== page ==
Initial pump flow was 4.1 ± 0.8 L/min and MAP was 71.8 ± 19.7 mm Hg, dropping to 2.6 ± 0.9 L/min (p =0.014) and 32.6 ± 4.7 mm Hg (p = 0.008) 10 minutes after induction of ventricular fibrillation. After cardiectomy, with the PA clamped, pump flow raised not significantly to 3.4 ± 0.9 L/min while MAP augmented significantly to 54.2 ± 16.8 mm Hg (p = 0.046). Pulmonary artery anastomosis to the caval axis was followed by a significant increase in pump flow (3.9 ± 1.1 L/min) and MAP (64.2 ± 12.3 mm Hg). Pump flow and MAP remained stable throughout the 6 hours of hemodynamic support (Figures 3 and 4).
All continuous variables are expressed as mean ± 95% confidence intervals. The analysis of variance test for repeated measures was used to test the null hypothesis (H0) that the mean pump flow and the MAP were equal in the eight groups of perfusion status (Figures 3 and 4). We used a p = 0.05 as the level of significance in the design of our study. The null hypothesis was rejected with a value of significance p < 0.05, so we proceeded in the pairwise comparisons of the difference of the mean pump flow and the MAP in the eight groups using a two-way paired t-test. The pairwise comparison showed no difference in pump flow or in MAP between baseline measurements and measurements done after the anastomosis of the PA to the caval axis until the 6 hours of ECMO support. Statistical analysis was performed using IBM SPSS 20.0 (IBM Corp., Armonk, NY).
There are some rare clinical situations, such as hyperacute rejection of heart transplant, where heart explantation seems to be the only means of survival.4,5 Our experimental team has already shown that the drainage of pulmonary circulation is pivotal in maintaining pump flow in acardia.6 In our initial experiments, this was obtained by direct suction into the PA using an open circuit roller pump cardiopulmonary support. In these experiments, pulmonary circulation drainage was not enough only through pulmonary veins, which were included in our caval axis venous drainage. The pitfall of such a model was that cardiopulmonary support could be assured only with the use of a third cannula in the PA. In our new model, venting of pulmonary circulation was assured by the direct anastomosis of PA to the caval axis (Figure 2). This configuration permits an ECMO support in acardia through a peripheral vascular axis that has the advantage to permit the closure of the chest, which reduces infectious and bleeding complications in attendance of a heart transplant or the implantation of an artificial heart. The animals were kept on ECMO for a total of 6 hours after heart explantation to test the hemodynamic stability of our model.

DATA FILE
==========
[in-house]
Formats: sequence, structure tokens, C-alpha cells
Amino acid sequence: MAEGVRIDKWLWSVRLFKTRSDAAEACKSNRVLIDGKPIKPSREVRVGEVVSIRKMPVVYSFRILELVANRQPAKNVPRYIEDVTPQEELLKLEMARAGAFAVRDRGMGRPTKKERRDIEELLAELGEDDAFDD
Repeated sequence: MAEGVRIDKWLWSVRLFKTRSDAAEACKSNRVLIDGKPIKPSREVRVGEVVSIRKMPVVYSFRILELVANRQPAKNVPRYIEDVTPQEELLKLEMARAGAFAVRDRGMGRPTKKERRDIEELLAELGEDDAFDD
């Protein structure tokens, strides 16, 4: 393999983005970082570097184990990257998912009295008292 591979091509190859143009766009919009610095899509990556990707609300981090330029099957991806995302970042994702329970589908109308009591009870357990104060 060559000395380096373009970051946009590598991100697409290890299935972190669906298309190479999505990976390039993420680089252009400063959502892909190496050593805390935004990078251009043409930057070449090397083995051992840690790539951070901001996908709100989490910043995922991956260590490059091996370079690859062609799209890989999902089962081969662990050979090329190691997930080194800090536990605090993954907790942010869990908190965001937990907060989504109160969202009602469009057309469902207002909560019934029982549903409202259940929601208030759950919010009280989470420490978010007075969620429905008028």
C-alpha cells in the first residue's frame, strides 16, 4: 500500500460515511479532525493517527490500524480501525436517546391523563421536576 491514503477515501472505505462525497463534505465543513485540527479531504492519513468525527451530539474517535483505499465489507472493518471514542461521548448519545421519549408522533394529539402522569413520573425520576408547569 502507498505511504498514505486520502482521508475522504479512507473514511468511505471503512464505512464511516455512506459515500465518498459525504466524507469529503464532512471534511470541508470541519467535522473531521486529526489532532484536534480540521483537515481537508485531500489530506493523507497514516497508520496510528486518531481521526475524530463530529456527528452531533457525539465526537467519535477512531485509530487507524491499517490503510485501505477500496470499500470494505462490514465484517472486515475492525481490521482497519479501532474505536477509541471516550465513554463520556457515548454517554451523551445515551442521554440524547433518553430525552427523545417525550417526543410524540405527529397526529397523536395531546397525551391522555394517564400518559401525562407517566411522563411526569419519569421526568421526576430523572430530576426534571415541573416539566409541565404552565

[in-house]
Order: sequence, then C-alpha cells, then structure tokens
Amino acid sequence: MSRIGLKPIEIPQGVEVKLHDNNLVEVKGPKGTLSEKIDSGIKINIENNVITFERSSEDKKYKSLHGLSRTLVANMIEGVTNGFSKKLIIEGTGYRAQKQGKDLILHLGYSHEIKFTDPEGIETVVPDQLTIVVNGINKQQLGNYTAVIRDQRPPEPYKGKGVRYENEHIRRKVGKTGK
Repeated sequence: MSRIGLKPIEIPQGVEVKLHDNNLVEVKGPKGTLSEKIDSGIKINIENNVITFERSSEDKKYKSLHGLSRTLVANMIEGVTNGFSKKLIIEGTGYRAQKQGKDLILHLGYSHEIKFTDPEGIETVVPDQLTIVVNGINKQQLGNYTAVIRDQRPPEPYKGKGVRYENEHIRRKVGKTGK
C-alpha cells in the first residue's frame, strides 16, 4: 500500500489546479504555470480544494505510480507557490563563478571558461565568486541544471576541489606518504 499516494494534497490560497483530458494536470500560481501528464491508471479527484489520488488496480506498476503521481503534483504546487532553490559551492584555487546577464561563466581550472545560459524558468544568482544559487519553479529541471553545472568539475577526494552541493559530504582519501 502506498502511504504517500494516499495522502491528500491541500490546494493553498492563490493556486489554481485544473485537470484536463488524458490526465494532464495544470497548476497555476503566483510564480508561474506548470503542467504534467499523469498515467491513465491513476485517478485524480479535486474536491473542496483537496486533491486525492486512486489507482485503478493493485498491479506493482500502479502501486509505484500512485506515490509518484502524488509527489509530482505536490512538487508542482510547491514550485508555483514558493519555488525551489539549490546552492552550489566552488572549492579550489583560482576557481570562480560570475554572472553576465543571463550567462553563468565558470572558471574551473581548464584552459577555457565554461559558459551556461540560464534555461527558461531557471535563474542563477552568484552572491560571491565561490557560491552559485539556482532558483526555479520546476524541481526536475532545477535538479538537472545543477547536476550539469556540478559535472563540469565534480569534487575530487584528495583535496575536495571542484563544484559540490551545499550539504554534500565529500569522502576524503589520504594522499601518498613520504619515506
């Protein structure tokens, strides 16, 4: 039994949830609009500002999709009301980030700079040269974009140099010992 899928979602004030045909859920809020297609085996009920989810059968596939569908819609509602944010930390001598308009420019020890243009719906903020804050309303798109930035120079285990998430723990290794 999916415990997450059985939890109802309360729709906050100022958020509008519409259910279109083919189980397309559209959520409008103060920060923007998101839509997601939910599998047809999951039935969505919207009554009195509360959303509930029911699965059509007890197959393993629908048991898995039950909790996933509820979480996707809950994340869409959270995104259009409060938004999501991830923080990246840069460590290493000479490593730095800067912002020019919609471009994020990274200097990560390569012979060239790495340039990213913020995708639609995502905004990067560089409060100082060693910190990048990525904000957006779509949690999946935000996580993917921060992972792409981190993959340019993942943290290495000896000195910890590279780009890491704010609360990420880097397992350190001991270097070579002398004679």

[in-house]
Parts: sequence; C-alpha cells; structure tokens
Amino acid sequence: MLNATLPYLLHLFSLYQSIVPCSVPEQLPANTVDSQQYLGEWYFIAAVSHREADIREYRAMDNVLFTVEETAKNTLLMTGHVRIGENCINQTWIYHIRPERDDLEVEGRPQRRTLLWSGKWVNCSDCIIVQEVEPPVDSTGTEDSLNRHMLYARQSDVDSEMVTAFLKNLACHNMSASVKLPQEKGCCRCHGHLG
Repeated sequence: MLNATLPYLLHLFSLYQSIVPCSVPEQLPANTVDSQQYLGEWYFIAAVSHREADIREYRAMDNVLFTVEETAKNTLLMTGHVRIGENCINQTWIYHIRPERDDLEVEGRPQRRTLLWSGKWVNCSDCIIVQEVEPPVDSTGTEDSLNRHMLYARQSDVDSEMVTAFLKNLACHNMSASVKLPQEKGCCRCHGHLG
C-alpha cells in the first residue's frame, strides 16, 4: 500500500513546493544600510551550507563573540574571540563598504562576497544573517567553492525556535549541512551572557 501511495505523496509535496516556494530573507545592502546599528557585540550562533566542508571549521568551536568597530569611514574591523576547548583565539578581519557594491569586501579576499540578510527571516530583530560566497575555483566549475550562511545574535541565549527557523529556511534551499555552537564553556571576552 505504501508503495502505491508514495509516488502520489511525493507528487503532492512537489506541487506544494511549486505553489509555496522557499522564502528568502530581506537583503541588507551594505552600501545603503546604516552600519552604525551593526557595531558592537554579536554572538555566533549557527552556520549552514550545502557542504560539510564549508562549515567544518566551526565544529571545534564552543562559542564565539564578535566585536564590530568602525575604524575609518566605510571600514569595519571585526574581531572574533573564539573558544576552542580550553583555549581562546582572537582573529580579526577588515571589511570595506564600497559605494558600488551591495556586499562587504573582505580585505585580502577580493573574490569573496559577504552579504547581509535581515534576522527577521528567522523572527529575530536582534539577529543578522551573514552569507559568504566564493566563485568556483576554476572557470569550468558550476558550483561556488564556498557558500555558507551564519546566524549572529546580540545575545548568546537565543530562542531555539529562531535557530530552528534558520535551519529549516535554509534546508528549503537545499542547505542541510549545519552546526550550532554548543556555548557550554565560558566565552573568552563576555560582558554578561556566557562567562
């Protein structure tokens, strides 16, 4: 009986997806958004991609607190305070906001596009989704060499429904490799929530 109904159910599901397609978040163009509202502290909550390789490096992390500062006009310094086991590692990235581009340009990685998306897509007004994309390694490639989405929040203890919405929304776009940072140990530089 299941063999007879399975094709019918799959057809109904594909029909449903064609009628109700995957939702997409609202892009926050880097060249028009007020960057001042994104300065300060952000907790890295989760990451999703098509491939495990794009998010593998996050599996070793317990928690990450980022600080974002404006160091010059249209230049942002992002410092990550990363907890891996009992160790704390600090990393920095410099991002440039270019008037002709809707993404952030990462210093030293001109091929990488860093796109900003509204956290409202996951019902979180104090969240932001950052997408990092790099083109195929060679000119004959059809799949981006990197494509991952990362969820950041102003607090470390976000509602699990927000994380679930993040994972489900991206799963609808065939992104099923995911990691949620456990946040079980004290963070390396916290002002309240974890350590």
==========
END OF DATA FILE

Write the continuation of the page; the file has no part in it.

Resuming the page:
Pulmonary circulation in an acardia model reflects only the left-to-right shunt of bronchial circulation (approximately 1% of cardiac output).7 When not sufficiently drained (clamped PA), we observed volume loss in pulmonary circulation and decrease in cardiac output during ECMO.6
Our results showed that the anastomosis of the PA to the caval axis ensures an excellent venting of pulmonary circulation, permitting an ECMO support through a peripheral vascular axis without the addition of any extra cannulas. In this model, the venous cannula drains the systemic return and the return of bronchial vessels to pulmonary circulation. The arterial cannula returns the oxygenated blood to the systemic circulation.
Our experimental model shows the feasibility of a peripheral access ECMO support after heart explantation with 6 hour hemodynamic stability. Further investigations should evaluate the long-term hemodynamic stability of this model and the pulmonary function after pulmonary reperfusion.
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7. Baile EM. The anatomy and physiology of the bronchial circulation. J Aerosol Med. 1996;9:1–6
ECMO; acardia; cardiac transplantation; artificial heart